The judge rejected all four arguments. While the union said Mr. Linn had played an “integral” role in crafting its 2002 arbitration strategy and took part in “confidential, privileged discussions,” Mr. Weinstein concluded the “assertion that Linn was privy to its strategy in a different arbitration, well over a decade ago and with two additional arbitrations having been adjudicated since his work as PBA’s counsel ended, does not meet this standard.”

Regarding the specifics of the confidential discussions to which Mr. Linn had been a party, Justice Weinstein noted that the PBA “has made its arguments in opposition to pattern bargaining in four arbitrations…To the extent that the PBA’s strategy and legal arguments in this regard were at some point confidential, there is no reason to believe they may be so characterized now, after PBA has employed them for 19 years.” Nor, he said, was there an appearance of impropriety in Mr. Linn being on the other side of an arbitration 17 years after he served as a PBA advocate.

Advocacy Comes With Role

As to statements Mr. Linn had made in support of the city’s position and against the PBA’s, including having signed an unfair-labor-practice petition accusing the union of “bad faith” in the negotiations on the contract at issue, Justice Weinstein said that the state Taylor Law governing public-employee bargaining “makes clear that the arbitrators selected by the parties are not intended to be neutral.” The third member of the tripartite panel, who was selected jointly by the labor and management representatives, is supposed to be the “disinterested” party, but each side’s representative was intended to be an “advocate” of its position.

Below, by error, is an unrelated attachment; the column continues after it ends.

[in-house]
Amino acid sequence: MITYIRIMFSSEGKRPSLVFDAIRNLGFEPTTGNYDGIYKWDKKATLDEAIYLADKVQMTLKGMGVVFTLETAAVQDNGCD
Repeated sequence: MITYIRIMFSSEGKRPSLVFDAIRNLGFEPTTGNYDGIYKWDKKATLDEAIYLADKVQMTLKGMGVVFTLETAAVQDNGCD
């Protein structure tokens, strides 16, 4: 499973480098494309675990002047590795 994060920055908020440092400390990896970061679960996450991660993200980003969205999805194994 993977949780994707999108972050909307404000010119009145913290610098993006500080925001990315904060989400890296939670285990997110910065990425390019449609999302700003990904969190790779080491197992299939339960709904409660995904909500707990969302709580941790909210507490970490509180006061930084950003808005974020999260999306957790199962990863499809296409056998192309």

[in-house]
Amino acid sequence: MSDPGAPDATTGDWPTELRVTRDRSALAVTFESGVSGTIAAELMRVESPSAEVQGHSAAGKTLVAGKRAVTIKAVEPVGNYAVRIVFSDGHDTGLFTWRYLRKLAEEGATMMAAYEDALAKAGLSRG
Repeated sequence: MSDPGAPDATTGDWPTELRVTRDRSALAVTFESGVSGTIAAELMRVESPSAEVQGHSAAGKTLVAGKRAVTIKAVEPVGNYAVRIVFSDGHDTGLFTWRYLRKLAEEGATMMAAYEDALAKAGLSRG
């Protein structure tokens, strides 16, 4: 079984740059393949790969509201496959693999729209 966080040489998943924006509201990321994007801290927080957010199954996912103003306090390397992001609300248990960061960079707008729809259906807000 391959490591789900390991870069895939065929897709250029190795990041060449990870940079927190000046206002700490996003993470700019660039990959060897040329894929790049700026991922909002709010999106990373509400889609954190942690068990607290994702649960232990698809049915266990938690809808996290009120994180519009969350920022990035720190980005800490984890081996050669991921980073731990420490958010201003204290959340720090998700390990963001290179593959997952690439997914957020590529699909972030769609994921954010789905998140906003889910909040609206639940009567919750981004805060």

He quoted a Court of Appeals decision distinguishing between panels in which all appointees are neutral and those, like this one, where “each of the parties contracts for the choice of his own arbitrator to make certain that his ‘side’ will, in a sense, be represented on the tribunal.” He rejected the PBA’s claim that Mr. Linn went beyond “partisanship” into the realm of “hostility” toward the union.

If that distinction became an acceptable basis for disqualifying a panel member, “the process would soon degenerate into a struggle to ‘fix’ the panel and remove individuals who are deemed problematic, feeding a new species of subsidiary litigation along the way,” Justice Weinstein wrote.

Also working against the union’s position, he stated, was that it had not opted to go to court over its problems with Mr. Linn prior to the 2015 arbitration decision. “Its decision to sit on its rights in this regard is at very least an appropriate consideration in determining whether disqualification is warranted,” he wrote.

PBA Considers Appeal

Mr. Lynch sent a message to his members stating that union officials are “reviewing the decision and exploring our options for appeal.” He added that they would be reaching out to arbitration-panel chairman John Donoghue “to get the arbitration process underway, including the scheduling of hearing dates.”

Even if the PBA chooses not to appeal, a contract award figures to be at least six months away, given the logistics of setting dates convenient for all the arbitrators and the two sides and the number of hearings likely to be needed to present each party’s case before having the panelists hash out the issues and reach a decision. Under PERB’s rules, the award will be limited in duration to two years, unless both sides agree to an extended one.